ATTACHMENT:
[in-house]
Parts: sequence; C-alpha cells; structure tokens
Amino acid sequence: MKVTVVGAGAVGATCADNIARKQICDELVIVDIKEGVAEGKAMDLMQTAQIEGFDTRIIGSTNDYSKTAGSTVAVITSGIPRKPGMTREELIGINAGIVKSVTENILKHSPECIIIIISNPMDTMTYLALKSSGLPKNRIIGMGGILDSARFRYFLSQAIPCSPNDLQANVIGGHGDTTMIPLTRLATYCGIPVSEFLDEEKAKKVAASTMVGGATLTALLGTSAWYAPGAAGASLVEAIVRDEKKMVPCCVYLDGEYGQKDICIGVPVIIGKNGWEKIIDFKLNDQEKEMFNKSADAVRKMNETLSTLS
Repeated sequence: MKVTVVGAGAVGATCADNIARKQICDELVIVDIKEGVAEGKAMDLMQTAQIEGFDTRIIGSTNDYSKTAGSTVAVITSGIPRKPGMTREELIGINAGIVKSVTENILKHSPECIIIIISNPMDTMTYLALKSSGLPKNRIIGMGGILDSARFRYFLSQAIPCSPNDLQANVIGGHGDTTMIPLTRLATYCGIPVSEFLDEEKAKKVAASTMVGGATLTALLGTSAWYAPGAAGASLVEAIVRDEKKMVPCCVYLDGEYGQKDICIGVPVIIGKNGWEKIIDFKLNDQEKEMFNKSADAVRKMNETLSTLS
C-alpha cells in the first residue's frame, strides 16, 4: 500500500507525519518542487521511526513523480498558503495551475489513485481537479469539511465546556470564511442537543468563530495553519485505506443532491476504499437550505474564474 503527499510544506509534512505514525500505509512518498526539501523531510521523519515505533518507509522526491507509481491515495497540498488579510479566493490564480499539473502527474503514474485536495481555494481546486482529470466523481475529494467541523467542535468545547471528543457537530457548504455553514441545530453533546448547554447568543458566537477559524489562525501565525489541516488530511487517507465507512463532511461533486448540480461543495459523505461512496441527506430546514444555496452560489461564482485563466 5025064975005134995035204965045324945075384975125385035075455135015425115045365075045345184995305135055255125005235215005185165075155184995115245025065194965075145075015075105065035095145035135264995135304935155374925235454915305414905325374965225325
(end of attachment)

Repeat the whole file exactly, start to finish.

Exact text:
[in-house]
Parts: sequence; C-alpha cells; structure tokens
Amino acid sequence: MKVTVVGAGAVGATCADNIARKQICDELVIVDIKEGVAEGKAMDLMQTAQIEGFDTRIIGSTNDYSKTAGSTVAVITSGIPRKPGMTREELIGINAGIVKSVTENILKHSPECIIIIISNPMDTMTYLALKSSGLPKNRIIGMGGILDSARFRYFLSQAIPCSPNDLQANVIGGHGDTTMIPLTRLATYCGIPVSEFLDEEKAKKVAASTMVGGATLTALLGTSAWYAPGAAGASLVEAIVRDEKKMVPCCVYLDGEYGQKDICIGVPVIIGKNGWEKIIDFKLNDQEKEMFNKSADAVRKMNETLSTLS
Repeated sequence: MKVTVVGAGAVGATCADNIARKQICDELVIVDIKEGVAEGKAMDLMQTAQIEGFDTRIIGSTNDYSKTAGSTVAVITSGIPRKPGMTREELIGINAGIVKSVTENILKHSPECIIIIISNPMDTMTYLALKSSGLPKNRIIGMGGILDSARFRYFLSQAIPCSPNDLQANVIGGHGDTTMIPLTRLATYCGIPVSEFLDEEKAKKVAASTMVGGATLTALLGTSAWYAPGAAGASLVEAIVRDEKKMVPCCVYLDGEYGQKDICIGVPVIIGKNGWEKIIDFKLNDQEKEMFNKSADAVRKMNETLSTLS
C-alpha cells in the first residue's frame, strides 16, 4: 500500500507525519518542487521511526513523480498558503495551475489513485481537479469539511465546556470564511442537543468563530495553519485505506443532491476504499437550505474564474 503527499510544506509534512505514525500505509512518498526539501523531510521523519515505533518507509522526491507509481491515495497540498488579510479566493490564480499539473502527474503514474485536495481555494481546486482529470466523481475529494467541523467542535468545547471528543457537530457548504455553514441545530453533546448547554447568543458566537477559524489562525501565525489541516488530511487517507465507512463532511461533486448540480461543495459523505461512496441527506430546514444555496452560489461564482485563466 5025064975005134995035204965045324945075384975125385035075455135015425115045365075045345184995305135055255125005235215005185165075155184995115245025065194965075145075015075105065035095145035135264995135304935155374925235454915305414905325374965225325